For many seniors, driving is an integral part of their identity as independent adults who can travel where they want, and when they want.
But for a variety of health reasons, including poor eyesight and slow response time, many seniors are no longer able to drive. But that doesn’t mean handing over the keys is an easy thing for them to do.
According to an article in the Salt Lake Tribune newspaper, a recent study from the New England Journal of Medicine found that for seniors who were told by their doctor that they were unfit to drive had a much lower risk of being in an auto accident than whose doctors did not advise them against driving.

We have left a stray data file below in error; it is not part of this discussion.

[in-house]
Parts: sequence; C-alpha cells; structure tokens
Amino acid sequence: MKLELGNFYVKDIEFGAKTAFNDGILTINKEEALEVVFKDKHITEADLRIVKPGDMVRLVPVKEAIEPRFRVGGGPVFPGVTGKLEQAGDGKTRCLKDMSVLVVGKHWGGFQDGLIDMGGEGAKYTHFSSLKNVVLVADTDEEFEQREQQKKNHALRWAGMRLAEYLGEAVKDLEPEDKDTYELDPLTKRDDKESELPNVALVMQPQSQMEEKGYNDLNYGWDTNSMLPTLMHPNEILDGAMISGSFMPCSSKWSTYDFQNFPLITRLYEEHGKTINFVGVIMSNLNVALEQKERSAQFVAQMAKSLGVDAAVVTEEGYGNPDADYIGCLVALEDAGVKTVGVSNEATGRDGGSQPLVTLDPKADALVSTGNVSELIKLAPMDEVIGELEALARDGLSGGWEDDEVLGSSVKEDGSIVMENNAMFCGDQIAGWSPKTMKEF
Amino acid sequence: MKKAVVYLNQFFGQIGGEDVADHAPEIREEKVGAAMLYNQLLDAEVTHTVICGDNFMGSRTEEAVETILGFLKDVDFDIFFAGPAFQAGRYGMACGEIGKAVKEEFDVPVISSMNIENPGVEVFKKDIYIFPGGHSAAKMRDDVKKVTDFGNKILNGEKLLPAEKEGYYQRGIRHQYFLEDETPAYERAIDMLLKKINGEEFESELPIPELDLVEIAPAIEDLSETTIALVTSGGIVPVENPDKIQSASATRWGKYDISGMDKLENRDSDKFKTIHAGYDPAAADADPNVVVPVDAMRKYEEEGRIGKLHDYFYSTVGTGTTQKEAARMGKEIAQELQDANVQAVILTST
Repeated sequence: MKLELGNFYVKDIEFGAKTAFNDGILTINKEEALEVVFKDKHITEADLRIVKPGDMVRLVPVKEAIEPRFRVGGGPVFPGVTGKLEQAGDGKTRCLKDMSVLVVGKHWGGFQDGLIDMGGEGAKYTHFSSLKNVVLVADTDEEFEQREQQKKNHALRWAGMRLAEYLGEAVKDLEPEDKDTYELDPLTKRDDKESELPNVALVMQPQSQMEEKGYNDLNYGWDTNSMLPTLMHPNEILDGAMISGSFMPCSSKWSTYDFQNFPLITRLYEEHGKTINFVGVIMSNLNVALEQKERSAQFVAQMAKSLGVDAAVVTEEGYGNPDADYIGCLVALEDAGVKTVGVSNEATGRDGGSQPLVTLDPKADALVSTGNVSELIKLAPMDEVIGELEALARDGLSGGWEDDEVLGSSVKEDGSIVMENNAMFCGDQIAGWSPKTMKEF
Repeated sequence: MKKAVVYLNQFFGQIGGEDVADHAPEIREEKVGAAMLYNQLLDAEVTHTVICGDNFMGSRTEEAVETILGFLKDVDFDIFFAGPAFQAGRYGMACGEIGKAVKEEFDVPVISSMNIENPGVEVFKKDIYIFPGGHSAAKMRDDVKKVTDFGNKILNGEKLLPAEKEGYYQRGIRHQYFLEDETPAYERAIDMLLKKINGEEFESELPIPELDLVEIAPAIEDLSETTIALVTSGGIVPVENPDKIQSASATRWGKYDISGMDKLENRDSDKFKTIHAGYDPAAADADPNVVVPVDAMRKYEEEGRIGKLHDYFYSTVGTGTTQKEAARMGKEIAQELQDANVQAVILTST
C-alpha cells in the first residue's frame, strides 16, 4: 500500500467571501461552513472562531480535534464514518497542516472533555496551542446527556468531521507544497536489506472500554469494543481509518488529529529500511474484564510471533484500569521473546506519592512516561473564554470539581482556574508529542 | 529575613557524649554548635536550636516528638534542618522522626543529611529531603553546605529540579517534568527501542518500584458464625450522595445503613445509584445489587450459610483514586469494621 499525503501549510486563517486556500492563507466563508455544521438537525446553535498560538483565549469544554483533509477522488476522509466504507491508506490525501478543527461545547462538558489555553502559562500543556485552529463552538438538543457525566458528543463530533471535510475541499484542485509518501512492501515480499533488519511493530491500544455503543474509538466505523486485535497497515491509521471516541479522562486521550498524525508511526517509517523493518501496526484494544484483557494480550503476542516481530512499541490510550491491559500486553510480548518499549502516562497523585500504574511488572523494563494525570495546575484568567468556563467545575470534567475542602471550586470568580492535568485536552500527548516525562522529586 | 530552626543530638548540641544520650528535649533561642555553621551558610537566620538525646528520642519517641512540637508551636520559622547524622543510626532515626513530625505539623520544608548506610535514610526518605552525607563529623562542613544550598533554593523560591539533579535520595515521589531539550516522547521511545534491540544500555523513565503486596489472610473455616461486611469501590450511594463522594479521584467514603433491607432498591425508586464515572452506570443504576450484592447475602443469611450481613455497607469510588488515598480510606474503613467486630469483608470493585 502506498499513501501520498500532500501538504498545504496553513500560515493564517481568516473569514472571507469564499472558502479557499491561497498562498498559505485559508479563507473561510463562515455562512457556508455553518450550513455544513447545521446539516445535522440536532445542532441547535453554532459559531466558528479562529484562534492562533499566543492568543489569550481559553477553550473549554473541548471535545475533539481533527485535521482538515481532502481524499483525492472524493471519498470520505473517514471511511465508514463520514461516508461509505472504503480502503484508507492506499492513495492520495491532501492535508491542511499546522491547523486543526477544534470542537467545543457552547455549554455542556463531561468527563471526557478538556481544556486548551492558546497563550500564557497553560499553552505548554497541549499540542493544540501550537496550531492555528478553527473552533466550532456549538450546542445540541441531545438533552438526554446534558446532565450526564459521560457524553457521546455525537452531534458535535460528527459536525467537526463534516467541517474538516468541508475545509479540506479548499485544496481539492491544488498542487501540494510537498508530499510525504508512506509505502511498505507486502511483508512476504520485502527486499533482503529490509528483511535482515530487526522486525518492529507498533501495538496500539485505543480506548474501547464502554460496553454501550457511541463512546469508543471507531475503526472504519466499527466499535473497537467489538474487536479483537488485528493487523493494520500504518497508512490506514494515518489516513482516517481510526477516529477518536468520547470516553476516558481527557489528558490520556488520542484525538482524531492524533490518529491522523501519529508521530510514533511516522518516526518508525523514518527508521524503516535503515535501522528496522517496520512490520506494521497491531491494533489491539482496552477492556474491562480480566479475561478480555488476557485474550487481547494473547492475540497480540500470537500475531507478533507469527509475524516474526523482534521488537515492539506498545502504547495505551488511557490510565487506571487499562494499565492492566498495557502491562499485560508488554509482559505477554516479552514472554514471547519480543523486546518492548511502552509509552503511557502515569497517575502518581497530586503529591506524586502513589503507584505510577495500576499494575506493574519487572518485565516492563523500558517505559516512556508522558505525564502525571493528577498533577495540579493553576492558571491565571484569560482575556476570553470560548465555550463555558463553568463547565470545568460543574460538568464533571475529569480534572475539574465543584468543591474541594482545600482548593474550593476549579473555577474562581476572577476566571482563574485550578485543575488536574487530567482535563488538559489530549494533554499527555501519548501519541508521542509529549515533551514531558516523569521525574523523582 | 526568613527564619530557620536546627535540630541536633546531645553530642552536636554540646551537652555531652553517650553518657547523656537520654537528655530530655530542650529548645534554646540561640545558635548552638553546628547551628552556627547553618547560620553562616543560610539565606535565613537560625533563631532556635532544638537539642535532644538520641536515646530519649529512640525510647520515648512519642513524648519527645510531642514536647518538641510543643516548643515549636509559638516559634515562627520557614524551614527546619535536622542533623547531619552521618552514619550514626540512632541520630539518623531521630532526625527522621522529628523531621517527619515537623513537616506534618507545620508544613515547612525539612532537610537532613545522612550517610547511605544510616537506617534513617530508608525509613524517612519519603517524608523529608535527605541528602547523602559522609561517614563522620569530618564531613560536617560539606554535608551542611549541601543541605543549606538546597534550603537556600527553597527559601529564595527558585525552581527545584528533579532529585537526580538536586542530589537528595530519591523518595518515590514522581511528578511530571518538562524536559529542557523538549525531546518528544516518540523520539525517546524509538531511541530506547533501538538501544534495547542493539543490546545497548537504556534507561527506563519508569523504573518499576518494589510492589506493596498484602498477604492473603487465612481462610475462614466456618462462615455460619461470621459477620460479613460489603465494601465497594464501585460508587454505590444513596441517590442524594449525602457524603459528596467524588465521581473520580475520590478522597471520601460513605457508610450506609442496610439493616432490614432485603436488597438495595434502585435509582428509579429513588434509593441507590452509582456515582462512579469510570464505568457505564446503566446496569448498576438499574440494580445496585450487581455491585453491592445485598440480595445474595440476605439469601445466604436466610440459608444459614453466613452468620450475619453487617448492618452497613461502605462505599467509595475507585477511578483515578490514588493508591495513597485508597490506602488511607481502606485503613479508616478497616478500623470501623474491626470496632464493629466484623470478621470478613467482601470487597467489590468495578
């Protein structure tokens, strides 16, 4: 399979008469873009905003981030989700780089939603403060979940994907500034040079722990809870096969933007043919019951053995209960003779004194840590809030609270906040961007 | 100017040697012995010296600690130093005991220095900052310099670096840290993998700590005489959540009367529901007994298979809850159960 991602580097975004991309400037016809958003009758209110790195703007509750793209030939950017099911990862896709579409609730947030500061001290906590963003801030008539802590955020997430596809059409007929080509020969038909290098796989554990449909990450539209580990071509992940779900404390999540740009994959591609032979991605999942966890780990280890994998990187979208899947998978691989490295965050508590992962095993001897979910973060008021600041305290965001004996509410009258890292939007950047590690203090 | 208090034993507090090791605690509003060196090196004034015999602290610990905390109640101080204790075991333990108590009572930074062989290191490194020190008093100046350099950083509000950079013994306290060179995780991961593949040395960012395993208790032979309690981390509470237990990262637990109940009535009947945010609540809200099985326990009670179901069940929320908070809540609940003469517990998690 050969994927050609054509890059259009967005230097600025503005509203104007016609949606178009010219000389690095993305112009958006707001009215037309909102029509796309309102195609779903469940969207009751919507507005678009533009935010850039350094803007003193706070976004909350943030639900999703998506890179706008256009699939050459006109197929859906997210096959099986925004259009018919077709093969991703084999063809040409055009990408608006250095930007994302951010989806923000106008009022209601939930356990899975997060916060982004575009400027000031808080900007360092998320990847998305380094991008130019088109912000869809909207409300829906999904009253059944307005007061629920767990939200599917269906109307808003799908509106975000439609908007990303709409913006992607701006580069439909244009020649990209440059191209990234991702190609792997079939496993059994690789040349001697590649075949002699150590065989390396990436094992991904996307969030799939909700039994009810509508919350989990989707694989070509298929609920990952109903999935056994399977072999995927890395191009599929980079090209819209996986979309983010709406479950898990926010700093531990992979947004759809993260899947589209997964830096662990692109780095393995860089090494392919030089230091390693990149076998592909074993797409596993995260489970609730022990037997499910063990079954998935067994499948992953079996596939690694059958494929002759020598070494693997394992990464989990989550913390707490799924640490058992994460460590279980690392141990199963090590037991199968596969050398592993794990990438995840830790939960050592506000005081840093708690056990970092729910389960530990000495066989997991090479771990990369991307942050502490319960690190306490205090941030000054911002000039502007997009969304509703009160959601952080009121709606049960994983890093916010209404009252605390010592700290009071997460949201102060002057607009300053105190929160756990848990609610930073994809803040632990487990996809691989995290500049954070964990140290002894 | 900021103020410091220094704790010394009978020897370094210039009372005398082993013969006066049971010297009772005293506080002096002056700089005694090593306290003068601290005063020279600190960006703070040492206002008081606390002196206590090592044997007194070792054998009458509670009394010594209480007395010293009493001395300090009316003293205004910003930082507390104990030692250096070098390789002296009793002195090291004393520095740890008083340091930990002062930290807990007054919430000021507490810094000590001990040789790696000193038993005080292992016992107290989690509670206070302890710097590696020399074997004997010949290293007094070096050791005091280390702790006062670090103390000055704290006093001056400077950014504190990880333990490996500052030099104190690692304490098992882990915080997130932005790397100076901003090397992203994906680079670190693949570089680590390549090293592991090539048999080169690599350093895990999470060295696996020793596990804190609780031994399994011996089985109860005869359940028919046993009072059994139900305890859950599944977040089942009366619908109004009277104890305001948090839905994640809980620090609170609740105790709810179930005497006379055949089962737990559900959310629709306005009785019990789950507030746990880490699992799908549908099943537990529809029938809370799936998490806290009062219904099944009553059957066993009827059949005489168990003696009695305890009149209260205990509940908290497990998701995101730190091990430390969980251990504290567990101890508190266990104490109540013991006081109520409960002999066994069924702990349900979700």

The Tribune reports that the specific change couldn’t be pinpointed, but it could be a result of either seniors giving up their cars, or simply driving less or more carefully after being warned by their doctor.
“Most people in our age group know that it’s inevitable and play around with the idea that it’s going to come and the only question is when,” 87 year-old Benjamin Benson, who lives in a Massachusetts assisted living community and recently quit driving, told the newspaper.